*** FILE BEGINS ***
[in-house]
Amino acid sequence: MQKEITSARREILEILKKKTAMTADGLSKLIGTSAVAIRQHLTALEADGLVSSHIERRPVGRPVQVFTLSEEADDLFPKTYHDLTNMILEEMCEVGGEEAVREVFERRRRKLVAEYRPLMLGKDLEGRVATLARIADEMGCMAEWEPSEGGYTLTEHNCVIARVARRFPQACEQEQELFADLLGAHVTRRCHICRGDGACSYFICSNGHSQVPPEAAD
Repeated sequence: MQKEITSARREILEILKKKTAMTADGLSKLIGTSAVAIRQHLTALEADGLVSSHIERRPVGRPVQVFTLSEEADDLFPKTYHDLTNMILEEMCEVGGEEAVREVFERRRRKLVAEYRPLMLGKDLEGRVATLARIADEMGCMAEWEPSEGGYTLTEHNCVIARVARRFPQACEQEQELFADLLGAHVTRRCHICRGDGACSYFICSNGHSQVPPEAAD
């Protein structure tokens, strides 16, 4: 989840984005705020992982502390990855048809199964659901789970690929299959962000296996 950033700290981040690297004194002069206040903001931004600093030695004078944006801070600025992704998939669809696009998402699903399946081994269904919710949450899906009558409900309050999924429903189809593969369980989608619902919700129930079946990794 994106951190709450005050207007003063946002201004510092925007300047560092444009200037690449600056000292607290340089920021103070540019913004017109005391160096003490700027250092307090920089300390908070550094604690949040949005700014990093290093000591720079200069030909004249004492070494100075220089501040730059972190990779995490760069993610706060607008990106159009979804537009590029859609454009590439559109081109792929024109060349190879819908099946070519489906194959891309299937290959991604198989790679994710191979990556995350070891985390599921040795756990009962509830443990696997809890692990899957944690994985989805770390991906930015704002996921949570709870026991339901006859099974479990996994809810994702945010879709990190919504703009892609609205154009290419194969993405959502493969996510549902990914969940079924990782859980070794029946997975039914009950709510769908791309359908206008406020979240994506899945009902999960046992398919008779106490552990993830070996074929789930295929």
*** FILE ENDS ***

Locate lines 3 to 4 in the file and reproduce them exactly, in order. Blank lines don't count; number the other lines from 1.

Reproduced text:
Repeated sequence: MQKEITSARREILEILKKKTAMTADGLSKLIGTSAVAIRQHLTALEADGLVSSHIERRPVGRPVQVFTLSEEADDLFPKTYHDLTNMILEEMCEVGGEEAVREVFERRRRKLVAEYRPLMLGKDLEGRVATLARIADEMGCMAEWEPSEGGYTLTEHNCVIARVARRFPQACEQEQELFADLLGAHVTRRCHICRGDGACSYFICSNGHSQVPPEAAD
């Protein structure tokens, strides 16, 4: 989840984005705020992982502390990855048809199964659901789970690929299959962000296996 950033700290981040690297004194002069206040903001931004600093030695004078944006801070600025992704998939669809696009998402699903399946081994269904919710949450899906009558409900309050999924429903189809593969369980989608619902919700129930079946990794 994106951190709450005050207007003063946002201004510092925007300047560092444009200037690449600056000292607290340089920021103070540019913004017109005391160096003490700027250092307090920089300390908070550094604690949040949005700014990093290093000591720079200069030909004249004492070494100075220089501040730059972190990779995490760069993610706060607008990106159009979804537009590029859609454009590439559109081109792929024109060349190879819908099946070519489906194959891309299937290959991604198989790679994710191979990556995350070891985390599921040795756990009962509830443990696997809890692990899957944690994985989805770390991906930015704002996921949570709870026991339901006859099974479990996994809810994702945010879709990190919504703009892609609205154009290419194969993405959502493969996510549902990914969940079924990782859980070794029946997975039914009950709510769908791309359908206008406020979240994506899945009902999960046992398919008779106490552990993830070996074929789930295929």